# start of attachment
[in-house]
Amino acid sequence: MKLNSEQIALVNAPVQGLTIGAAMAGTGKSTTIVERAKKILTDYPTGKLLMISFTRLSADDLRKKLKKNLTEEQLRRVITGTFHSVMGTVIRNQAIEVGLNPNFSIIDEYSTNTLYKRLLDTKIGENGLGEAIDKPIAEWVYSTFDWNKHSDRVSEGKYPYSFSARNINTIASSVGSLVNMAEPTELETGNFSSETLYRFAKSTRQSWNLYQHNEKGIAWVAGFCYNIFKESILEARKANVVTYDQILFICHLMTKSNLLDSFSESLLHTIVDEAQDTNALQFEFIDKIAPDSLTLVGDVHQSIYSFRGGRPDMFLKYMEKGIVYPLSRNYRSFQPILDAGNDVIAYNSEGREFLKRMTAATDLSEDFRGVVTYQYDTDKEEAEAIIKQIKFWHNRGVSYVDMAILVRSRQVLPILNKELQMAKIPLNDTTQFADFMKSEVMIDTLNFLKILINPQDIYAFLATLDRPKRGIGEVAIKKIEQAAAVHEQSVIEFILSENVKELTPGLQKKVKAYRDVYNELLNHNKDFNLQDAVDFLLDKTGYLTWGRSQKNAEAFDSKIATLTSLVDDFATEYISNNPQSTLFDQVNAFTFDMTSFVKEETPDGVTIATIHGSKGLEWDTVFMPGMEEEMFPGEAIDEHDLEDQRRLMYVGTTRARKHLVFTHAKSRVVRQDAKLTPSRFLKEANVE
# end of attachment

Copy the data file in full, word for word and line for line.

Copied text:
[in-house]
Amino acid sequence: MKLNSEQIALVNAPVQGLTIGAAMAGTGKSTTIVERAKKILTDYPTGKLLMISFTRLSADDLRKKLKKNLTEEQLRRVITGTFHSVMGTVIRNQAIEVGLNPNFSIIDEYSTNTLYKRLLDTKIGENGLGEAIDKPIAEWVYSTFDWNKHSDRVSEGKYPYSFSARNINTIASSVGSLVNMAEPTELETGNFSSETLYRFAKSTRQSWNLYQHNEKGIAWVAGFCYNIFKESILEARKANVVTYDQILFICHLMTKSNLLDSFSESLLHTIVDEAQDTNALQFEFIDKIAPDSLTLVGDVHQSIYSFRGGRPDMFLKYMEKGIVYPLSRNYRSFQPILDAGNDVIAYNSEGREFLKRMTAATDLSEDFRGVVTYQYDTDKEEAEAIIKQIKFWHNRGVSYVDMAILVRSRQVLPILNKELQMAKIPLNDTTQFADFMKSEVMIDTLNFLKILINPQDIYAFLATLDRPKRGIGEVAIKKIEQAAAVHEQSVIEFILSENVKELTPGLQKKVKAYRDVYNELLNHNKDFNLQDAVDFLLDKTGYLTWGRSQKNAEAFDSKIATLTSLVDDFATEYISNNPQSTLFDQVNAFTFDMTSFVKEETPDGVTIATIHGSKGLEWDTVFMPGMEEEMFPGEAIDEHDLEDQRRLMYVGTTRARKHLVFTHAKSRVVRQDAKLTPSRFLKEANVE